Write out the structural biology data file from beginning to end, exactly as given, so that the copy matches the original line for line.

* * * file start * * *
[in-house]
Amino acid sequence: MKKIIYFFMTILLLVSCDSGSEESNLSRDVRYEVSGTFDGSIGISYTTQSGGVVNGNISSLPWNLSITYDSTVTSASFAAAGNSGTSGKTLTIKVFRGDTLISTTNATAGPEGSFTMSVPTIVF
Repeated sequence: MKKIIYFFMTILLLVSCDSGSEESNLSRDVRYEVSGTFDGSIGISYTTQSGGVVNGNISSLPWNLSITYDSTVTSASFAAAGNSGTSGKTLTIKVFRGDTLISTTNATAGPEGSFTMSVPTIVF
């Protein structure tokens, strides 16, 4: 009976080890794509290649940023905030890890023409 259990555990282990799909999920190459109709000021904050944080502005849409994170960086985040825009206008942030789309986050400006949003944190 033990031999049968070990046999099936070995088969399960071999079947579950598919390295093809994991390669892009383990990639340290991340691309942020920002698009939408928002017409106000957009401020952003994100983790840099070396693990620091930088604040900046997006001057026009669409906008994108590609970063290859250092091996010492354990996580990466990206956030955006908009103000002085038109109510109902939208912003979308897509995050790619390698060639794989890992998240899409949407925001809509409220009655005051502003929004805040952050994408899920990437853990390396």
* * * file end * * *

[in-house]
Amino acid sequence: MKKIIYFFMTILLLVSCDSGSEESNLSRDVRYEVSGTFDGSIGISYTTQSGGVVNGNISSLPWNLSITYDSTVTSASFAAAGNSGTSGKTLTIKVFRGDTLISTTNATAGPEGSFTMSVPTIVF
Repeated sequence: MKKIIYFFMTILLLVSCDSGSEESNLSRDVRYEVSGTFDGSIGISYTTQSGGVVNGNISSLPWNLSITYDSTVTSASFAAAGNSGTSGKTLTIKVFRGDTLISTTNATAGPEGSFTMSVPTIVF
């Protein structure tokens, strides 16, 4: 009976080890794509290649940023905030890890023409 259990555990282990799909999920190459109709000021904050944080502005849409994170960086985040825009206008942030789309986050400006949003944190 033990031999049968070990046999099936070995088969399960071999079947579950598919390295093809994991390669892009383990990639340290991340691309942020920002698009939408928002017409106000957009401020952003994100983790840099070396693990620091930088604040900046997006001057026009669409906008994108590609970063290859250092091996010492354990996580990466990206956030955006908009103000002085038109109510109902939208912003979308897509995050790619390698060639794989890992998240899409949407925001809509409220009655005051502003929004805040952050994408899920990437853990390396």